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BACKGROUND: Reproduction and metabolism are inter-dependent, but our understanding of the hormones which regulate both these systems is currently limited. Kisspeptin has well-established crucial roles in mammalian reproduction, and recent reports in animal models suggest kisspeptin may have additional roles in metabolism. However, the effects of kisspeptin on metabolism in humans are as yet unknown. AIMS: To investigate the effect of kisspeptin on glucose-stimulated insulin secretion and appetite in humans. METHODS: In 15 healthy men (age 25.2±1.1years; BMI 22.3±0.5kg.m-2 ), we compared the effects of .hr-1 kisspeptin versus vehicle administration on glucose-stimulated insulin secretion, metabolites, gut hormones, appetite and food intake. In addition, we assessed the effect of kisspeptin on glucose-stimulated insulin secretion in vitro in human pancreatic islets and a human β-cell line (EndoC-βH1 cells). RESULTS: Kisspeptin administration to healthy men enhanced insulin secretion following an intravenous glucose load, and modulated serum metabolites. In keeping with this, kisspeptin increased glucose-stimulated insulin secretion from human islets and a human pancreatic cell line in vitro. In addition, kisspeptin administration did not alter gut hormones, appetite or food intake in healthy men. CONCLUSIONS: Collectively, these data demonstrate for the first time a beneficial role for kisspeptin on insulin secretion in humans in vivo. This has important implications for our understanding of the links between reproduction and metabolism in humans, as well as for the ongoing translational development of kisspeptin-based therapies for reproductive and potentially metabolic conditions. This article is protected by copyright. All rights reserved.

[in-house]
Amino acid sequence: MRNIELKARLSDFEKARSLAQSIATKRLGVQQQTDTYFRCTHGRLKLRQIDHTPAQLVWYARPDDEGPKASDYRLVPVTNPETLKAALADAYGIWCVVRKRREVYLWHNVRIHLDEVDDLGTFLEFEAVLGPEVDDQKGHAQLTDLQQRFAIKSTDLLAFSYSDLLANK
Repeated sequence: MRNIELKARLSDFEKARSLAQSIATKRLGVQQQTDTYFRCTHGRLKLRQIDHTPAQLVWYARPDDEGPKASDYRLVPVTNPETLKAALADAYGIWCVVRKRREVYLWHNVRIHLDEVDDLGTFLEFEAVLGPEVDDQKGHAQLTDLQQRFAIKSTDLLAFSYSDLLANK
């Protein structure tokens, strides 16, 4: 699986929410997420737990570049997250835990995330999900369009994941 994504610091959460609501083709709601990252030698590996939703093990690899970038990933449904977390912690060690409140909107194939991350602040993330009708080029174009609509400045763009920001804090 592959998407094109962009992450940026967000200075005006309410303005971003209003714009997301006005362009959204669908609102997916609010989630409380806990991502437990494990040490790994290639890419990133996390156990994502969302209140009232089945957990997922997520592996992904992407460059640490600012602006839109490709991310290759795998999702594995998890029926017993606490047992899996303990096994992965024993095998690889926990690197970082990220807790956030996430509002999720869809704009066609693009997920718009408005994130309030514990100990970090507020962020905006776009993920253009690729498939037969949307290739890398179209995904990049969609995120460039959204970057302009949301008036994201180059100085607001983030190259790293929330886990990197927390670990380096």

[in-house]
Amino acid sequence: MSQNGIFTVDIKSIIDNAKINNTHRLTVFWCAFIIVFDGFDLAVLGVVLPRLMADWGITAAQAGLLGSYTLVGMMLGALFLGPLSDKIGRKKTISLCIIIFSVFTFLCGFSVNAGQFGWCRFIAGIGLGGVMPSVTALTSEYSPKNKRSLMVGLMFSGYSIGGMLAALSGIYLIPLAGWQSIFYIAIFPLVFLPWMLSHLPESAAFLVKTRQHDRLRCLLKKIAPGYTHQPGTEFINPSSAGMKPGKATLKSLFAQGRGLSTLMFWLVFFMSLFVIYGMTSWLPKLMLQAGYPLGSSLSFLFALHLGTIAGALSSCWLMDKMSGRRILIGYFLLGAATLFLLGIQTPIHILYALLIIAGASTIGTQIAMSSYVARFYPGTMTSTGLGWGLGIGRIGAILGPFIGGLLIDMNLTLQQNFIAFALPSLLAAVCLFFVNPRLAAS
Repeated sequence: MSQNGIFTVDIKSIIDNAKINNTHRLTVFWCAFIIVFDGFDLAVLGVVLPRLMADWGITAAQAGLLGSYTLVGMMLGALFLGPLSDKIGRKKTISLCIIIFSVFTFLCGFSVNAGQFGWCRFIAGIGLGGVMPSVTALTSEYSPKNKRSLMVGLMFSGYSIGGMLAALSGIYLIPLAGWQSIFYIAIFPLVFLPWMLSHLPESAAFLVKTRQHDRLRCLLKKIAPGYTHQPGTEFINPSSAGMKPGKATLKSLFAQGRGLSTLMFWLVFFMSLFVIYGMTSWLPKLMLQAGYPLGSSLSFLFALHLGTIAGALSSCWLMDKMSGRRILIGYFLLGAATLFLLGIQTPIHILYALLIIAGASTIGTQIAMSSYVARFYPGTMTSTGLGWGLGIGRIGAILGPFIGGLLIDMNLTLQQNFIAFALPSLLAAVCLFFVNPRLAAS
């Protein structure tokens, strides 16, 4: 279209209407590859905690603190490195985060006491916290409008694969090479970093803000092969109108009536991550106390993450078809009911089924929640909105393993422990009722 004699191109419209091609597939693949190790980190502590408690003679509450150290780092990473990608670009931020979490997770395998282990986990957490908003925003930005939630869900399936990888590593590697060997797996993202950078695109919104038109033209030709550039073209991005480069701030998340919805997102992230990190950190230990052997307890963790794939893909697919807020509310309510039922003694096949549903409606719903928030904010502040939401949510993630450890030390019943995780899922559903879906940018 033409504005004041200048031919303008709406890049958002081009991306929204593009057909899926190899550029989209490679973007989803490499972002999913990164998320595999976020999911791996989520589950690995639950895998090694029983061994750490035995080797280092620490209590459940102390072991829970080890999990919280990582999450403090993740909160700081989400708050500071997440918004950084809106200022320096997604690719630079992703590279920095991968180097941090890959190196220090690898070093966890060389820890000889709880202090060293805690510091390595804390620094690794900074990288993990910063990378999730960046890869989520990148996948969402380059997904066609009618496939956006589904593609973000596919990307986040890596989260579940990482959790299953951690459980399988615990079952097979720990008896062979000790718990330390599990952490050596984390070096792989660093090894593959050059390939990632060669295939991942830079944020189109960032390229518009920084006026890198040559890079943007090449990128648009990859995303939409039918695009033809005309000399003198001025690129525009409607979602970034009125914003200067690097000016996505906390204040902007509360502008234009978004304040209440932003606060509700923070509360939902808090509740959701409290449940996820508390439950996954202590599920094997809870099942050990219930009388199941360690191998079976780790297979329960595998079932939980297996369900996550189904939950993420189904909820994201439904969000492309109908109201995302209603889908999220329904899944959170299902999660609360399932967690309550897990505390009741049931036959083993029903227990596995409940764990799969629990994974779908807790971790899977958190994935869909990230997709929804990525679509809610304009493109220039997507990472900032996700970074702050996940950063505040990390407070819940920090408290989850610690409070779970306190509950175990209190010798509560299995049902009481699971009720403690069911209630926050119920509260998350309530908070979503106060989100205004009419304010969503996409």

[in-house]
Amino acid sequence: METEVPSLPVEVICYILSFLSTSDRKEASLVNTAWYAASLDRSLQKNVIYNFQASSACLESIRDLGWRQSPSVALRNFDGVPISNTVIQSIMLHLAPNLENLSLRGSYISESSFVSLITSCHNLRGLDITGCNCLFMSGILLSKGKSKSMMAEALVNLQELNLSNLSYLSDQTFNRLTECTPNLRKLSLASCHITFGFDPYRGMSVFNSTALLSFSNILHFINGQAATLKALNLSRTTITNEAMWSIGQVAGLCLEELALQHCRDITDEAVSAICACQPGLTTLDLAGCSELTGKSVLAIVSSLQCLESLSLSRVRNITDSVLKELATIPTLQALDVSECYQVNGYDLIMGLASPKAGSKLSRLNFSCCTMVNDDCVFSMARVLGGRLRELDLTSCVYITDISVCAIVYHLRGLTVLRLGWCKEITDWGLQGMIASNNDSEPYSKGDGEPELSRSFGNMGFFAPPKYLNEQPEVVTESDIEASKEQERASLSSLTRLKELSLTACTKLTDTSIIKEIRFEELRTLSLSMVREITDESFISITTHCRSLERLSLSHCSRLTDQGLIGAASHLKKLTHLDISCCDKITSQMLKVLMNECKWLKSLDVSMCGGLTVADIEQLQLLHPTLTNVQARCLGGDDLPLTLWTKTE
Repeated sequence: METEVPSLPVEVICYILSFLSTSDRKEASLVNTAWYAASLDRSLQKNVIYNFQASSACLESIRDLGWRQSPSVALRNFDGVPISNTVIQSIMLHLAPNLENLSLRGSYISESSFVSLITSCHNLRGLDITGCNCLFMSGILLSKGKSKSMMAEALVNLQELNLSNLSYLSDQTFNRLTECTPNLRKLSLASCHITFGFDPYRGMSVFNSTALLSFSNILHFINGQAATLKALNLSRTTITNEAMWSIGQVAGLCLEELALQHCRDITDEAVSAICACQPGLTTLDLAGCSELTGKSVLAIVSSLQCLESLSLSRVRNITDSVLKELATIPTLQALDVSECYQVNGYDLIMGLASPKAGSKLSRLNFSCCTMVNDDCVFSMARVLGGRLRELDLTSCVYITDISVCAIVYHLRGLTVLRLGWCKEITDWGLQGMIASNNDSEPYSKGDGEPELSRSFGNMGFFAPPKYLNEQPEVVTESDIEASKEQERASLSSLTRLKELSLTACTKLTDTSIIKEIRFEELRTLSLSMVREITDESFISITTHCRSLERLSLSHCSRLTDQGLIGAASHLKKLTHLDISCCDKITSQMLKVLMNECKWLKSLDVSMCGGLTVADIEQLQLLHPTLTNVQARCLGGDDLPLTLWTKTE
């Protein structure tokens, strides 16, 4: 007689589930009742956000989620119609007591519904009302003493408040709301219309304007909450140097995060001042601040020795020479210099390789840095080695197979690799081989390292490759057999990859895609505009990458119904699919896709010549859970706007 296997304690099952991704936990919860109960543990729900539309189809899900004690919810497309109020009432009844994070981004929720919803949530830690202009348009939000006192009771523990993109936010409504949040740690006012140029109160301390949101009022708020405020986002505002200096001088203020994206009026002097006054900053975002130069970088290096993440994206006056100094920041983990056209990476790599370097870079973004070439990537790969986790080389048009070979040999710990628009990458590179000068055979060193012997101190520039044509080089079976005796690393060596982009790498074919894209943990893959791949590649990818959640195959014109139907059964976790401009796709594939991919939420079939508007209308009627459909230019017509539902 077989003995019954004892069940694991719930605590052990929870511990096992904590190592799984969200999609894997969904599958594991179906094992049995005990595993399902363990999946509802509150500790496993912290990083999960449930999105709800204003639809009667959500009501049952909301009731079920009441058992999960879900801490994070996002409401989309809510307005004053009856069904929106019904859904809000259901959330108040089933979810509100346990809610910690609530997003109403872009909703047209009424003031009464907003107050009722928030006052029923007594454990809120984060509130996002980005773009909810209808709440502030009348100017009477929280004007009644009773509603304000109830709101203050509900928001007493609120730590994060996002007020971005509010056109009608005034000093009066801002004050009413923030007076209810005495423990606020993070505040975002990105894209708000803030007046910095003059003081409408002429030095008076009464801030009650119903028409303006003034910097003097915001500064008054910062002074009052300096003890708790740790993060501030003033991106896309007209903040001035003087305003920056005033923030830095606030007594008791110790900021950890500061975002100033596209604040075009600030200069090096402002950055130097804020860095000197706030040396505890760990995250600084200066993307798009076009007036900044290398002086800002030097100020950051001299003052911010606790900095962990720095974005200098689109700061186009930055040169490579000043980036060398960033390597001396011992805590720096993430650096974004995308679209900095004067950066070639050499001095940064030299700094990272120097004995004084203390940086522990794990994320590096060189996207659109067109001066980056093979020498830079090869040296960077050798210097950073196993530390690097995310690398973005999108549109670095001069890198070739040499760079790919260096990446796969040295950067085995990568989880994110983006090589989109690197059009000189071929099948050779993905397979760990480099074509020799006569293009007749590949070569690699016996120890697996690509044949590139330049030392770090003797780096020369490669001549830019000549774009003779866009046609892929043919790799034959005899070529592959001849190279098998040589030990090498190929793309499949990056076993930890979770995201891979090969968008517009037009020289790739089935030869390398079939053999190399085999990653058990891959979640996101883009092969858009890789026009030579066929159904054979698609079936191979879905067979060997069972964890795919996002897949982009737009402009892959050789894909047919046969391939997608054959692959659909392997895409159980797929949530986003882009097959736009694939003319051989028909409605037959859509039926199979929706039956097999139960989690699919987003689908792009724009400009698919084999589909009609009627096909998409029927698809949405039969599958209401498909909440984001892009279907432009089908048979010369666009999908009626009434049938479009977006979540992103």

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Journal article


Diabetes Obes Metab

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